I was hoping to scrape together some good advice on here, pass it along to show her how much value kboards has to offer, and help her set up her own author services post later.

What do you think? (Edited: for brevity because I talk too much)

Writers' Cafe / Stats in Litrpg: how few is too few?
« on: May 24, 2018, 08:55:53 am »
I'm helping a friend to edit their litrpg series. I am not overly familiar with the genre, but I'm really getting a taste for it.

Most surprising is how much I LOVE the combat stats. Personally, I prefer a blow-by blow with damage and hp numbers throughout. I also don't mind when the author summarizes a battle saying something like: The swordfight went back and forth, with each combatant landing a few blows. When the dust settled MC was down to only 15hp, the evil wizard, still at a healthy 45hp, but MC's debuffs had worn off and he could feel a critical strike coming up.

But after talking to a few litrpg readers, I learned that they expect combat stats to disappear halfway through the book and for the fights to read like normal fight scenes, once the mechanics have been established. That doesn't seem right to me. Am I just talking to the wrong group of litrpg readers? (So far, all the litrpg readers I've talked to have been over 40, and that doesn't seem like a representative sample. Would younger litrpg readers share my love of excessive combat stats or am I totally off base?)

(I know the obvious answer is: there are different subcats of lirtpg, but if you want to point me toward series that exemplify each flavor or litrpg, that would actually be a great help.)

Writers' Cafe / Achitectural maps/ illustrations.
« on: April 22, 2018, 12:37:11 pm »
I've seen a number of posts about mapmakers, but I'm looking for something in the style of old architectural drawings for my scifi world, as well as a map of the space station.

Not looking for an architect, or someone who is good with autocad. I've already looked into that and I don't need anything nearly that precise. Prefer someone who is artistic.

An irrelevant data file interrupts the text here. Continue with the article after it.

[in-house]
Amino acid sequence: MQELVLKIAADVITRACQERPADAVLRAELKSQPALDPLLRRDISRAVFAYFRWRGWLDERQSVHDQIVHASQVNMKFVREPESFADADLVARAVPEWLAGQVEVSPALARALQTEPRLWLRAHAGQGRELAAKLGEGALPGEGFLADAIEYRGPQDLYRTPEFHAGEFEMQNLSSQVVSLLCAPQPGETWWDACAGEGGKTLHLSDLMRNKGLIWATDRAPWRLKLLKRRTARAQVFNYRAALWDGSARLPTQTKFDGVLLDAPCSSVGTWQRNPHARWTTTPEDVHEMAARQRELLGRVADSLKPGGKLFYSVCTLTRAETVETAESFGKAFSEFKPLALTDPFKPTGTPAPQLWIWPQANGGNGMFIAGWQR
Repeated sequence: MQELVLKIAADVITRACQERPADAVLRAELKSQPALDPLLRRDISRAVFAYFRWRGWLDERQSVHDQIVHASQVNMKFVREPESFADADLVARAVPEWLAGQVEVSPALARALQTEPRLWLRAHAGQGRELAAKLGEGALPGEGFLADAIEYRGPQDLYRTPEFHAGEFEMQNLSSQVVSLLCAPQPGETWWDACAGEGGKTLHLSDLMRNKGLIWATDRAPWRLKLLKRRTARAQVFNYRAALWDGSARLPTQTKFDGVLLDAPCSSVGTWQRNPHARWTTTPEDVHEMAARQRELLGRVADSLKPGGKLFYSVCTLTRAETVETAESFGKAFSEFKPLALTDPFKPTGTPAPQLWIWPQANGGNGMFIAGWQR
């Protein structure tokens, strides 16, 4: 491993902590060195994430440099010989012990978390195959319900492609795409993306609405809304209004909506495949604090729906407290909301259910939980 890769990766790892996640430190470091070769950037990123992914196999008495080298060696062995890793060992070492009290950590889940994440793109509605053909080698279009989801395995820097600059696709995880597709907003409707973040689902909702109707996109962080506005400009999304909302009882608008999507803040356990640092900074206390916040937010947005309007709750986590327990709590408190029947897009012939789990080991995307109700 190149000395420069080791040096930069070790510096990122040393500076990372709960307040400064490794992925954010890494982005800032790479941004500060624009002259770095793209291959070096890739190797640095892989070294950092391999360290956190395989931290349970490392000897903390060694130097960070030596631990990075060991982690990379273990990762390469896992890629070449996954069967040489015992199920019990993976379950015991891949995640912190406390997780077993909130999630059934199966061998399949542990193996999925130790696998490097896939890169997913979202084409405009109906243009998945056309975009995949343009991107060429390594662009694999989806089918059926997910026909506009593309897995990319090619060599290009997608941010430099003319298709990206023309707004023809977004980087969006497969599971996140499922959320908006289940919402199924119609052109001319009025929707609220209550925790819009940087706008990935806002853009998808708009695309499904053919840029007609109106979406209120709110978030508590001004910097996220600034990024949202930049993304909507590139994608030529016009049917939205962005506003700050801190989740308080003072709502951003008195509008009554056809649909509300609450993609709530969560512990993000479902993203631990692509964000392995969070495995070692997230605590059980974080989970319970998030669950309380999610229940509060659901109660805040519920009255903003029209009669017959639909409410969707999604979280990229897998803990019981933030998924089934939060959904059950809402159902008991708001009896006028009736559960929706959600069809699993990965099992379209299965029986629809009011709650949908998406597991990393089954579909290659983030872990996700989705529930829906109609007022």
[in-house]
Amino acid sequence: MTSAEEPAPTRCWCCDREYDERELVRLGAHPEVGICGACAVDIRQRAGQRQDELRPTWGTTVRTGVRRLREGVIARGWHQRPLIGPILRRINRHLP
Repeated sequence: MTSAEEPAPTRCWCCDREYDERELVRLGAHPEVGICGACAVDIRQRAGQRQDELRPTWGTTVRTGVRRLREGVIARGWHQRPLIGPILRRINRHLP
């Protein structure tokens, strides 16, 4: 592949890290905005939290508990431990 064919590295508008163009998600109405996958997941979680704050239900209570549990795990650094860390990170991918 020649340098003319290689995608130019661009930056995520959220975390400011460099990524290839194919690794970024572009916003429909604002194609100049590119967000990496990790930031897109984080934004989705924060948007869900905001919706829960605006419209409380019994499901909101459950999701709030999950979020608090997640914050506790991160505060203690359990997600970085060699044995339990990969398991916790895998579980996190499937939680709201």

Not looking to do it myself. I've tried that trick in the past, better to outsource.
I'm hoping to find a professional illustrator/mapmaker who already does this kind of thing.

Any suggestions?

Followup question: who does your fantasy maps? I'm looking for my fantasy series as well. I have searched a few threads on here already but haven't found anything that is a good fit.

Writers' Cafe / Is this company legit? Author Incubator
« on: April 08, 2018, 09:16:27 am »
Anyone familiar with Angela Lauria's company "Author Incubator"?

Edited: They are hiring staff and editors. (I don't live in the area but I'm looking for a friend.) So I'm curious what kind of business they run, not whether I should publish with them.

Writers' Cafe / Bookbub Minimum Book Length
« on: March 15, 2018, 08:21:11 pm »
Bookbub wants 150 page books and over. My latest book is 126 pages and therefore does not qualify for a bookbub.

Three questions:

If write one more chapter to increase the length, will amazon update the details as soon as I upload a new manuscript of will I have to contact them?

Does amazon count back matter (like sample chapters) when it makes this calculation? (I'm pretty sure it does.)

Does Bookbub use amazon's count when they make their decisions? If yes, then surely they know that many 150 page books are <150 with a sample chapter at the back, and by that logic would not mind if I did the same.

Writers' Cafe / How to make the most of the Nebulas?
« on: January 30, 2018, 08:42:31 am »
I'm going to my first Nebulas this year in Pittsburgh. I'm excited that it is Pittsburgh, because I'm from around there.

Who else is going, and what can I do to make the most of it?

I'm not planning on going to the dinner. I did offer to be a volunteer and help with whatever the administration needs, handing out badges, setting up tables whatever. I'm a great talker, but probably not qualified to be on any panels. I am certainly open to the idea of meeting publishers and agents, even though I don't actively submit to trad pub.